Claude Lévêque

Galerie de Paris

In the middle of the gallery stood a kind of shelter or rectangular cell made of unpainted cinderblocks, with a very narrow opening with just enough room for a mattress, lying on the floor and spray-painted in silver. Four radios that didn’t seem to be working right formed a square of broadcast static, and everything was bathed in harsh light.

For a long time, Claude Lévêque’s work was attributed to the French mania for introspection, psychologizing, and nostalgic recollection. This was akin to an attempt to hide his luminous violence, which, to put it succinctly, is closer to the sensibility of Jean Genet, Samuel Beckett, and Heiner Muller than to that of Marcel Proust or Francois Truffaut: closer to Chris Burden, the Clash, and the Bérurier Noir (the French rock group) than to Boltanski and Louise Bourgeois. I don’t see any autobiographic fetishism in Lévêque’s work, either of lost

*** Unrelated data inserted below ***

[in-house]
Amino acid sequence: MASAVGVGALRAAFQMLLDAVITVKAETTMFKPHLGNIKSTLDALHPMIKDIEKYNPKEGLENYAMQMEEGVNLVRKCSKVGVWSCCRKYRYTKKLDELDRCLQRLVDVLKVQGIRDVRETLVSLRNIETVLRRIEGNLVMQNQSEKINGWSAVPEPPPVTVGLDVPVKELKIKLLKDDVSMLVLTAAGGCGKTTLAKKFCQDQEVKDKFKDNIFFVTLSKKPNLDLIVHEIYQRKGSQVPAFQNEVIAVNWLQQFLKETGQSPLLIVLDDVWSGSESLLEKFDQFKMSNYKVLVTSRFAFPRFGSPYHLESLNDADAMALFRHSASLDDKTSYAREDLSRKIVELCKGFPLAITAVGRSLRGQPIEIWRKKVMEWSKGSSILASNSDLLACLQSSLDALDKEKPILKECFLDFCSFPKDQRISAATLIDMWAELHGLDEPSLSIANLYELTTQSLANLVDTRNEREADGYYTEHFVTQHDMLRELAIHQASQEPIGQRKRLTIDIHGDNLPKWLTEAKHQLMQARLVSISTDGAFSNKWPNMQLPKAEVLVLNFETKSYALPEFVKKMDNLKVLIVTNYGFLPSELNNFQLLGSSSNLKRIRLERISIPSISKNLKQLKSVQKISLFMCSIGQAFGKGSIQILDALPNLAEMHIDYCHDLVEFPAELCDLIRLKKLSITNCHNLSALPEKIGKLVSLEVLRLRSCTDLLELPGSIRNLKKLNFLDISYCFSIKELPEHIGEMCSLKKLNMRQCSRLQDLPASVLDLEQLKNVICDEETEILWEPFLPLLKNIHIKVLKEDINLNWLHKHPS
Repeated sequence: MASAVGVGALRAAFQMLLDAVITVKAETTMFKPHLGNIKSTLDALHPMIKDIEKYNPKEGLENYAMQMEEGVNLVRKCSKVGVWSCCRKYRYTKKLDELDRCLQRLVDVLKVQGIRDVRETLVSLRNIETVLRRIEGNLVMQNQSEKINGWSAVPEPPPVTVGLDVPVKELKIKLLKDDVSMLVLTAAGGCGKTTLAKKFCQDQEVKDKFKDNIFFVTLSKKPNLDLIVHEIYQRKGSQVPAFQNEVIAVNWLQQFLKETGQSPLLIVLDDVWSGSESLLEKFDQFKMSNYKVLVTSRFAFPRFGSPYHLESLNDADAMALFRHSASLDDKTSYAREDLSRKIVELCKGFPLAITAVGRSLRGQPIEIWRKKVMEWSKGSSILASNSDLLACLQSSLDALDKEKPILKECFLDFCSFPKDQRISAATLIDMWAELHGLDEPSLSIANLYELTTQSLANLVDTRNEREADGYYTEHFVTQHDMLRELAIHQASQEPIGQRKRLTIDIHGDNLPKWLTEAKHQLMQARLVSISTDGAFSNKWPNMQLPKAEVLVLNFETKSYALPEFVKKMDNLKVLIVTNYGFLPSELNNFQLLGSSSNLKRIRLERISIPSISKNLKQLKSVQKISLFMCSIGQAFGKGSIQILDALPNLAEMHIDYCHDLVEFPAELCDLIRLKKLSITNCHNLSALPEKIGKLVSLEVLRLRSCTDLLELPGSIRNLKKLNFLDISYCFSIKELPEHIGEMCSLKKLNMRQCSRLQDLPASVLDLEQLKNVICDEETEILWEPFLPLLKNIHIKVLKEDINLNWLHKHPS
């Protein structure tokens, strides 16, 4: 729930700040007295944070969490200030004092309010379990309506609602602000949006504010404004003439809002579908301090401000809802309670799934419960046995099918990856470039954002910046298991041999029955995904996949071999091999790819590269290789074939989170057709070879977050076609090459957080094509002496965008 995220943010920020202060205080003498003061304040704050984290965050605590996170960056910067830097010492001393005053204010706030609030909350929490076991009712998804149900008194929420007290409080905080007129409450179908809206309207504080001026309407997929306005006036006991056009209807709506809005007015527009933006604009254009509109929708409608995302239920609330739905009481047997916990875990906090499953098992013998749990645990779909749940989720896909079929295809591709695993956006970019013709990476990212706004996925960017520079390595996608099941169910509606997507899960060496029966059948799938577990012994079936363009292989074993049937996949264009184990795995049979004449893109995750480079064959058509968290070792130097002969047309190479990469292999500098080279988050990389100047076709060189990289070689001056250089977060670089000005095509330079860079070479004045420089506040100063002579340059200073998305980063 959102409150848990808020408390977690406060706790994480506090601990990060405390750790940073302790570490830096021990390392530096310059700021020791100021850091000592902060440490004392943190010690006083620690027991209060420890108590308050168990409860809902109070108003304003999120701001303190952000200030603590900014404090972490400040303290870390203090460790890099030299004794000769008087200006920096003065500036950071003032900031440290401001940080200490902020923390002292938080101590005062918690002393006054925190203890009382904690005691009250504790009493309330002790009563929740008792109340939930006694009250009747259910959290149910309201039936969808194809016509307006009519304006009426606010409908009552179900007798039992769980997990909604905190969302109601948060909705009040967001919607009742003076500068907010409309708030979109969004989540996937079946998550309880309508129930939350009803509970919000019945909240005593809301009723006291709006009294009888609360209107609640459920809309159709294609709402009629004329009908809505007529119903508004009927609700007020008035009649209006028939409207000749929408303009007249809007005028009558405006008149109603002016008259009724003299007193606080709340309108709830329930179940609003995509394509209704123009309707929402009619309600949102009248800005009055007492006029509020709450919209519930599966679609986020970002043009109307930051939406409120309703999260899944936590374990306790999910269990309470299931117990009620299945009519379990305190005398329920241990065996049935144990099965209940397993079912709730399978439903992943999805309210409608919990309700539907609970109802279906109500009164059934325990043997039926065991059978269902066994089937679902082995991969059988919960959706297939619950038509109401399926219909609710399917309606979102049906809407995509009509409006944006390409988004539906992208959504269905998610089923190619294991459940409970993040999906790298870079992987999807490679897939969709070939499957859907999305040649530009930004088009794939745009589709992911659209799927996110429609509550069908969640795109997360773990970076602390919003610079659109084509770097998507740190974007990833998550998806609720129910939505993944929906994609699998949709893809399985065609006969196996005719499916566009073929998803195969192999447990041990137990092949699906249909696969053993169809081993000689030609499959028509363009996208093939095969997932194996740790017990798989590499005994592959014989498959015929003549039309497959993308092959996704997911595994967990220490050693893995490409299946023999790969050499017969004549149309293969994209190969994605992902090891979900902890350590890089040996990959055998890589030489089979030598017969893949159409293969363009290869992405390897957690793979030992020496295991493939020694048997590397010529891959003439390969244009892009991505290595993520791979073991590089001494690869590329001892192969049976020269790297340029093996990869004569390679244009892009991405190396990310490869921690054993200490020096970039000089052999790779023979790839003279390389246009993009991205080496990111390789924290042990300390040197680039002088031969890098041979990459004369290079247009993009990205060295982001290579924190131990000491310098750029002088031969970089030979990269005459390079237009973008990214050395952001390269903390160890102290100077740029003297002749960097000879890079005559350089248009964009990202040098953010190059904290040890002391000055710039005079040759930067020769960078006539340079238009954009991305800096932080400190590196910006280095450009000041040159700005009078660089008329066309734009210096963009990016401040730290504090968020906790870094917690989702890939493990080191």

to keep reading

Artforum print subscribers have full access to this article. If you are a subscriber, sign in below.

Not registered for Register here.

SUBSCRIBE NOW for only $50 a year—65% off the newsstand price—and get the print magazine plus full online access to this issue and our archive.*

Order the PRINT EDITION of the May 1994 issue for $17 or the ONLINE EDITION for $5.99.

* This rate applies to U.S. domestic subscriptions.